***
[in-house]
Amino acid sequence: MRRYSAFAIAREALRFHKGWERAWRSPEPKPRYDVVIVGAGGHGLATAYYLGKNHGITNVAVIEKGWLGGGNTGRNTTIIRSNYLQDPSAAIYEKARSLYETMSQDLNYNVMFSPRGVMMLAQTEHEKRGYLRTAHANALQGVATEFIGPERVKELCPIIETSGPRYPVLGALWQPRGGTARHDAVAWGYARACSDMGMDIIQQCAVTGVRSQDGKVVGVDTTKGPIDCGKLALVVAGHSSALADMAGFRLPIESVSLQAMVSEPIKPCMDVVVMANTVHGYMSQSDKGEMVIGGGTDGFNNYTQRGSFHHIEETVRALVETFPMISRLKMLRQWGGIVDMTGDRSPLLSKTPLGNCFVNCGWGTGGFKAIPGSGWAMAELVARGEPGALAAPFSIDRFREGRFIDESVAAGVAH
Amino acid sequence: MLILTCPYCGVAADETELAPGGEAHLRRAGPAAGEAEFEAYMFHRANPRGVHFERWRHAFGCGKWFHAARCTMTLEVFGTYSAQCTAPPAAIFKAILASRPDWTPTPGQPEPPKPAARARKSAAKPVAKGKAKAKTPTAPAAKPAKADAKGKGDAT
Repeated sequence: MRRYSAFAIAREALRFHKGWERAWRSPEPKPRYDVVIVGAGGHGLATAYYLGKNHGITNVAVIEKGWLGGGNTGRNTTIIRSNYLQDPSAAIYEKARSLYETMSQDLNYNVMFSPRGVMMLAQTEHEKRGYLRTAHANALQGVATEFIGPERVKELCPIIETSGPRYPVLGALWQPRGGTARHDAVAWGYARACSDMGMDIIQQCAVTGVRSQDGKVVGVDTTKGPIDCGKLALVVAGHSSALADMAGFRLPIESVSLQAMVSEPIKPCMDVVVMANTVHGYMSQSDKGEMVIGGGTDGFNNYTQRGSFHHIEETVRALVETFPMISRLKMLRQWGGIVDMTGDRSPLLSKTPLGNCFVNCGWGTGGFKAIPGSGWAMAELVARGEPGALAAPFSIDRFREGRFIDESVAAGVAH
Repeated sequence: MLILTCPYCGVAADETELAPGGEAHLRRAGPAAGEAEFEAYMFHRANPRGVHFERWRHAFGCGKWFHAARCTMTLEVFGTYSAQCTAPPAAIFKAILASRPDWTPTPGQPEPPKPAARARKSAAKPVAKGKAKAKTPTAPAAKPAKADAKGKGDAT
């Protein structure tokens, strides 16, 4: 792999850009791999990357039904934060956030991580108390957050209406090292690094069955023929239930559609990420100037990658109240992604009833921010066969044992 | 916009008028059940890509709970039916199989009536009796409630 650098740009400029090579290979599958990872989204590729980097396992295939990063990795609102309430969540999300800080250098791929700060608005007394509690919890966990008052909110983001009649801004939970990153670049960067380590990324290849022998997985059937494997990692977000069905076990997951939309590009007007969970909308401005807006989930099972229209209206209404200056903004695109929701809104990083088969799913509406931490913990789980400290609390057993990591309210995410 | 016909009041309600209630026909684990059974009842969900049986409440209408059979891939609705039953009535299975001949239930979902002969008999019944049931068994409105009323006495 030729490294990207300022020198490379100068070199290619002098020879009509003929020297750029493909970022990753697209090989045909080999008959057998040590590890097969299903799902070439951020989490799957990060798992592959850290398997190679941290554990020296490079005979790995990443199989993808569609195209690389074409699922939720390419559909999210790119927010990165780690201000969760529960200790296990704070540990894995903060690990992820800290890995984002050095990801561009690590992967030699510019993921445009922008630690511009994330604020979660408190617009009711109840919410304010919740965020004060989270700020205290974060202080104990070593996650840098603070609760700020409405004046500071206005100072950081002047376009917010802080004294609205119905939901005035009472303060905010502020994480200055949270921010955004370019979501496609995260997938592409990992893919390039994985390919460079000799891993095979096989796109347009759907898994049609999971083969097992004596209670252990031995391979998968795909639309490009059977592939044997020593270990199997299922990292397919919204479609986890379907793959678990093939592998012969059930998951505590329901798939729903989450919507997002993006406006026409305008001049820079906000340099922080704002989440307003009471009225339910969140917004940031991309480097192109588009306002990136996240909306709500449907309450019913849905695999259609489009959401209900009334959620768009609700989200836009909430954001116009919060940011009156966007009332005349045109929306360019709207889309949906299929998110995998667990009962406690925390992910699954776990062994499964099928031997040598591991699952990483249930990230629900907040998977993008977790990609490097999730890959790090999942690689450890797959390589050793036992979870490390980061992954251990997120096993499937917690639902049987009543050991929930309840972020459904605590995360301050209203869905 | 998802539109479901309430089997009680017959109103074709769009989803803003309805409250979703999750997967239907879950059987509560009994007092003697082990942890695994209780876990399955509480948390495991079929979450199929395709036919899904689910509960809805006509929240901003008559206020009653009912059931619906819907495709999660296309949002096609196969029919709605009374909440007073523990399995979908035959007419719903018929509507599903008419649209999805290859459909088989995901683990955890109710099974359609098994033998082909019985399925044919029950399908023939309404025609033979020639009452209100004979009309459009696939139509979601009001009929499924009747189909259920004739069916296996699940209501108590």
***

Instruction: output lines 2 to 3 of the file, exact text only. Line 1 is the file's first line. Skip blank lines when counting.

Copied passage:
Amino acid sequence: MRRYSAFAIAREALRFHKGWERAWRSPEPKPRYDVVIVGAGGHGLATAYYLGKNHGITNVAVIEKGWLGGGNTGRNTTIIRSNYLQDPSAAIYEKARSLYETMSQDLNYNVMFSPRGVMMLAQTEHEKRGYLRTAHANALQGVATEFIGPERVKELCPIIETSGPRYPVLGALWQPRGGTARHDAVAWGYARACSDMGMDIIQQCAVTGVRSQDGKVVGVDTTKGPIDCGKLALVVAGHSSALADMAGFRLPIESVSLQAMVSEPIKPCMDVVVMANTVHGYMSQSDKGEMVIGGGTDGFNNYTQRGSFHHIEETVRALVETFPMISRLKMLRQWGGIVDMTGDRSPLLSKTPLGNCFVNCGWGTGGFKAIPGSGWAMAELVARGEPGALAAPFSIDRFREGRFIDESVAAGVAH
Amino acid sequence: MLILTCPYCGVAADETELAPGGEAHLRRAGPAAGEAEFEAYMFHRANPRGVHFERWRHAFGCGKWFHAARCTMTLEVFGTYSAQCTAPPAAIFKAILASRPDWTPTPGQPEPPKPAARARKSAAKPVAKGKAKAKTPTAPAAKPAKADAKGKGDAT